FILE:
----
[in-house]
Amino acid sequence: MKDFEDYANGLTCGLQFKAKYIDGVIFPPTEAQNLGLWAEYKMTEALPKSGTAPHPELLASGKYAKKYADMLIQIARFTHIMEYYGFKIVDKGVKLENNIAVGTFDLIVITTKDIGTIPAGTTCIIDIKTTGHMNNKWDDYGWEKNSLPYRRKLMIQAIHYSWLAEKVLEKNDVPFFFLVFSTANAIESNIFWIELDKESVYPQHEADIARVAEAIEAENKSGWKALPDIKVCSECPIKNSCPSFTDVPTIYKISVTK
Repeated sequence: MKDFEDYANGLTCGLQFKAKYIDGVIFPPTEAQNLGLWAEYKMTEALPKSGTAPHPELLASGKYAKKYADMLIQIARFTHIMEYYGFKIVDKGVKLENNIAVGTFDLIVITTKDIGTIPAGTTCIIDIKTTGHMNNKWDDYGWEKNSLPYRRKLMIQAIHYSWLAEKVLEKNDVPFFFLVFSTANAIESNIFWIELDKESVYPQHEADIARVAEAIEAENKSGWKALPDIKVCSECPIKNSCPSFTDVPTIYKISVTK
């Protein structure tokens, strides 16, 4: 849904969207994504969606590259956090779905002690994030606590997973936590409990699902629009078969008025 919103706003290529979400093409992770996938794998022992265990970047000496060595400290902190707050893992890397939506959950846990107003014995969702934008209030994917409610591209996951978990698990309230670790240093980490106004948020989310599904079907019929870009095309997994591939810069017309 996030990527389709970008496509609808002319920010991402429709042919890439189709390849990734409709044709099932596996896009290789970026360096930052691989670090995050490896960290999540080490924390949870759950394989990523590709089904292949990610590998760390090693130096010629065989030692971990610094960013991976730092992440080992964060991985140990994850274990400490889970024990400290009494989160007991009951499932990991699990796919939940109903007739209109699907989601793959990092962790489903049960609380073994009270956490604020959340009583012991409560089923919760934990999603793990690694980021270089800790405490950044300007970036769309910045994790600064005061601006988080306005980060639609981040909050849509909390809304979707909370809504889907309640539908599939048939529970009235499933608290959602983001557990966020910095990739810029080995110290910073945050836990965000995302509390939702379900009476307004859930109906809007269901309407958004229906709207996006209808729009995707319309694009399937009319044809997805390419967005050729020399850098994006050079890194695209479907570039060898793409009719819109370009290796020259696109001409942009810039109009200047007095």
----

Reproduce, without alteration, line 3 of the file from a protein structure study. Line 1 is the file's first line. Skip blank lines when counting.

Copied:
Repeated sequence: MKDFEDYANGLTCGLQFKAKYIDGVIFPPTEAQNLGLWAEYKMTEALPKSGTAPHPELLASGKYAKKYADMLIQIARFTHIMEYYGFKIVDKGVKLENNIAVGTFDLIVITTKDIGTIPAGTTCIIDIKTTGHMNNKWDDYGWEKNSLPYRRKLMIQAIHYSWLAEKVLEKNDVPFFFLVFSTANAIESNIFWIELDKESVYPQHEADIARVAEAIEAENKSGWKALPDIKVCSECPIKNSCPSFTDVPTIYKISVTK